Virginia Law Women Produces Second Annual Vagina Monologues

Sarah DeStafano '19
Guest Columnist

For those of you who missed it, I’ll give you a little taste:

“My vagina’s angry. It is. It’s pissed off. My vagina’s furious and it needs to talk. It needs to talk about all this shit. It needs to talk to you. I mean what’s the deal — an army of people out there thinking up ways to torture my poor-ass, gentle, loving vagina. Spending their days constructing psycho products, and nasty ideas to undermine my pussy. Vagina Motherfuckers. All this shit they’re constantly trying to shove up us, clean us up — stuff us up, make it go away. Well, my vagina’s not going away. It’s pissed off and it’s staying right here. Like tampons — what the hell is that?” –Eve Ensler, The Vagina Monologues

Now that the ice is broken and you’ve read the word vagina a couple of times, I think we’re good to start this thing. So, The Vagina Monologues. What is it about? The Vagina Monologues is an episodic play consisting of individual monologues, usually each performed by one woman. There are some that involve multiple women, and in some performances, the cast is so big that all the monologues have more than one woman. The monologues cover a variety of topics, many pertaining to female sexuality, empowerment and violence against women. Eve Ensler wrote The Vagina Monologues in 1996, after conducting interviews with 200 women about their experiences with sex, relationships, and violence. Shortly after, the monologues first debuted at the Off-Broadway Westside Theatre in Manhattan. The play began as a source of body and feminist positivity initially, but after only a few years the goal of the play shifted primarily to ending gender based violence. The Vagina Monologues is the cornerstone of the V-Day movement, which is a non-profit started by Eve Ensler to raise money for initiatives to end gender based violence. Eve Ensler founded V-Day after witnessing women’s reactions to The Vagina Monologues.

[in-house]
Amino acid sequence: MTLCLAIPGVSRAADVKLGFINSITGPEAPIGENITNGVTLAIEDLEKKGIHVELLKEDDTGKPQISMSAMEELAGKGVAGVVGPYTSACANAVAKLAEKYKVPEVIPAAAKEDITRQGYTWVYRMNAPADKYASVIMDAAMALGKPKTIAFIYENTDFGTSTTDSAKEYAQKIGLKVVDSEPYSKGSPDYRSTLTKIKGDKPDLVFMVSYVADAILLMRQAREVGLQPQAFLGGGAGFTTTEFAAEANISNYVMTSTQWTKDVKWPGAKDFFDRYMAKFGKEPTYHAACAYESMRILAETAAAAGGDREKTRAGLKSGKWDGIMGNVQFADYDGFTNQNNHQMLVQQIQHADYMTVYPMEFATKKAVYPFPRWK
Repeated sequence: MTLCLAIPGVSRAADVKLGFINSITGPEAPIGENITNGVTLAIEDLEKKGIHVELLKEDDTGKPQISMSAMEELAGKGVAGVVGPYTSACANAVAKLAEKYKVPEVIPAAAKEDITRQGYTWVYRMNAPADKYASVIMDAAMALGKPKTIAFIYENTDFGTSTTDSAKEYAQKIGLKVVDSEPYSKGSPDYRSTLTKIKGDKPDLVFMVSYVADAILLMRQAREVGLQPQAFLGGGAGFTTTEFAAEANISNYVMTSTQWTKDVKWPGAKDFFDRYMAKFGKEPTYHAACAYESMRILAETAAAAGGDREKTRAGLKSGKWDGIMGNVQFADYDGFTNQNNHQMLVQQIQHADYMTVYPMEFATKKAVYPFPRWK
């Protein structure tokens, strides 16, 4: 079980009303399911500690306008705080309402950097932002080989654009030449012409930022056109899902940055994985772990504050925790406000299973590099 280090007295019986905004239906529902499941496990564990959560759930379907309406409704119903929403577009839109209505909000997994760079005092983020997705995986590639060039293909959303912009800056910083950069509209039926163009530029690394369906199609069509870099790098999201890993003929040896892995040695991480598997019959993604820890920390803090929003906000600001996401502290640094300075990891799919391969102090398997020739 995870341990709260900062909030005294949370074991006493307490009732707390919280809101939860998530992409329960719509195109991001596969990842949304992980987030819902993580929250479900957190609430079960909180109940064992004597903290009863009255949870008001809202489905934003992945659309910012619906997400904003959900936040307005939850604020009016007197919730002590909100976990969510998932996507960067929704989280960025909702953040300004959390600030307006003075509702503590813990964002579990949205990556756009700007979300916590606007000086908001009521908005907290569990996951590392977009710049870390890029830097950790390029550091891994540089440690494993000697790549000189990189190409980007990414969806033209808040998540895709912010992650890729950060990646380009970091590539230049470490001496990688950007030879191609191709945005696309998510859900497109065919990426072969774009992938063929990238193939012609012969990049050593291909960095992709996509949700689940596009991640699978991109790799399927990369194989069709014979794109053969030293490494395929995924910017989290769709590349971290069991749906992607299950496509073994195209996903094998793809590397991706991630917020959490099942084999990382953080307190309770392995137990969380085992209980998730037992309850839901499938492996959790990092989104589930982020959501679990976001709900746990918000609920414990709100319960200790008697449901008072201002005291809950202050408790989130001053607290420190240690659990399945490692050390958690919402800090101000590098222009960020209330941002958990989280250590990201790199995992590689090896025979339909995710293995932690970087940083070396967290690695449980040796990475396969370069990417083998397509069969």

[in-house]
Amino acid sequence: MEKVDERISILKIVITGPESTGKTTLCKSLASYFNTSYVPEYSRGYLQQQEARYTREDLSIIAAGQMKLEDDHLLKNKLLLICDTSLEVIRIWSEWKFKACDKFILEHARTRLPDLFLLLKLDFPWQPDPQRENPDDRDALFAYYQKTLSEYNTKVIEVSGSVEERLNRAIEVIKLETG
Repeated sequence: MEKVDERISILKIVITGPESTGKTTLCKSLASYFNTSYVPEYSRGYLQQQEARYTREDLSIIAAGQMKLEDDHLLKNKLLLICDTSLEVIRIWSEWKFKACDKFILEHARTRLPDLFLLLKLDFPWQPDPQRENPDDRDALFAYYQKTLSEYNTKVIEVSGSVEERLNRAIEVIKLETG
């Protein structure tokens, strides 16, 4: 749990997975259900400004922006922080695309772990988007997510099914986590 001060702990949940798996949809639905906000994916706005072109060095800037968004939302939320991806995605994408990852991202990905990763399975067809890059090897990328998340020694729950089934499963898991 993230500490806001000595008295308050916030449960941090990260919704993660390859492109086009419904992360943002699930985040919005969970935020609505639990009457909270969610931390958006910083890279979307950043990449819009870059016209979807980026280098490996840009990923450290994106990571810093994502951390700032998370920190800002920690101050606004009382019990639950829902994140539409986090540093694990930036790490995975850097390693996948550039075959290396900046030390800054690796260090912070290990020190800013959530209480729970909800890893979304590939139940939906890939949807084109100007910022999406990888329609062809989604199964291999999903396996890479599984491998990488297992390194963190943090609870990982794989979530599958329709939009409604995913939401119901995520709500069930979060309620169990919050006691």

Every year, The Vagina Monologues is performed at college campuses across the nation as well as at community centers and local theaters. There are even international performances, which I learned when I was living in Lima, Peru and had to opportunity to see the show there. The performances are supposed to be almost uniform. What I mean by that is that there are a couple of rules that are typically recognized at the performances. The show must take place within a specific window of time close to V-Day, the entire cast must wear all black with a red accent and there are certain rules about substituting out monologues. The Vagina Monologues has received criticism over the years for being too reductionist and narrow in its presentation of what it means to be a woman and a feminist. This criticism has been met with more efforts to include women of color and transgender women. Some performances, like those of my undergraduate university, met this criticism by opening up the stage for original monologues written by students that wanted to share their own experiences. 

Now that you have some background information on what the monologues are, we can move on to the performances that were at the law school last Thursday and Friday. The cast included ten women, most of whom were law students at UVa, and seventeen monologues were performed. Of the law students in the cast, most were 1Ls. The event was co-sponsored by four different UVa Law organizations: The Domestic Violence Project, Women of Color, Feminist Legal Forum, and Virginia Law Women. The show was free, with donations encouraged, and all proceeds went to the Shelter for Help in Emergency (SHE) in Charlottesville. This was the second annual performance of The Vagina Monologues at UVa Law, and we are hoping to have many more shows in years to come. 

For anyone interested in joining next year, the time commitment was minimal—it really just consists of memorizing your lines. One of the best parts about The Vagina Monologues is that, because it is simply supposed to be women talking about their experiences, the scenes involve minimal props and blocking. The roles are equally perfect for women that have had theater experience and women that have never set foot in a theater. It is a very casual performance, as far as theatrics go, but the messages in the monologues pack a powerful punch. In my opinion, the juxtaposition of the minimalist set and the candor of the words add to the genuine quality of the show. 

If you are a woman, I would consider being a part of the show next year or at least seeing it. If you do not identify as a woman, I would still highly encourage you to see the show. Seeing the performance and being involved in the show is moving, entertaining, and empowering. This performance was my fifth time in The Vagina Monologues, and before that I had never acted outside of my sixth-grade mandatory school play about teamwork. Being involved in The Vagina Monologues throughout my undergraduate experience was a particularly empowering piece of my college career; it is truly amazing what surrounding yourself with strong women committed to ending violence can do for your experience anywhere. I would highly recommend it.